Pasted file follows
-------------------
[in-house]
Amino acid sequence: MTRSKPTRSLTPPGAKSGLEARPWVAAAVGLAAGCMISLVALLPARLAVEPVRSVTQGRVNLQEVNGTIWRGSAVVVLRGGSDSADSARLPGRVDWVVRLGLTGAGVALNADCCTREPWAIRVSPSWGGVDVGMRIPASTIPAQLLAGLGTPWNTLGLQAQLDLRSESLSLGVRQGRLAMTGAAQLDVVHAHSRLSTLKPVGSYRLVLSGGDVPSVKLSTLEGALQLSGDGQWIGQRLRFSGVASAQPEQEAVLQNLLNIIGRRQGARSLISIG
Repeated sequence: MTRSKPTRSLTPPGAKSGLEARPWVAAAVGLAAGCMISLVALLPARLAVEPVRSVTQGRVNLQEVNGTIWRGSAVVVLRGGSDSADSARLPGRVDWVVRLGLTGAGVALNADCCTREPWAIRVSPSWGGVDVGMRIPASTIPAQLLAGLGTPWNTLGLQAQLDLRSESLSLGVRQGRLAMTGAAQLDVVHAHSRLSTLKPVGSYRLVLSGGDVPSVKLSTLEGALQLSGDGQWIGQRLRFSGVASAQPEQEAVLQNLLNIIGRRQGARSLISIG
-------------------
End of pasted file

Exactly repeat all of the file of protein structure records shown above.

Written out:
[in-house]
Amino acid sequence: MTRSKPTRSLTPPGAKSGLEARPWVAAAVGLAAGCMISLVALLPARLAVEPVRSVTQGRVNLQEVNGTIWRGSAVVVLRGGSDSADSARLPGRVDWVVRLGLTGAGVALNADCCTREPWAIRVSPSWGGVDVGMRIPASTIPAQLLAGLGTPWNTLGLQAQLDLRSESLSLGVRQGRLAMTGAAQLDVVHAHSRLSTLKPVGSYRLVLSGGDVPSVKLSTLEGALQLSGDGQWIGQRLRFSGVASAQPEQEAVLQNLLNIIGRRQGARSLISIG
Repeated sequence: MTRSKPTRSLTPPGAKSGLEARPWVAAAVGLAAGCMISLVALLPARLAVEPVRSVTQGRVNLQEVNGTIWRGSAVVVLRGGSDSADSARLPGRVDWVVRLGLTGAGVALNADCCTREPWAIRVSPSWGGVDVGMRIPASTIPAQLLAGLGTPWNTLGLQAQLDLRSESLSLGVRQGRLAMTGAAQLDVVHAHSRLSTLKPVGSYRLVLSGGDVPSVKLSTLEGALQLSGDGQWIGQRLRFSGVASAQPEQEAVLQNLLNIIGRRQGARSLISIG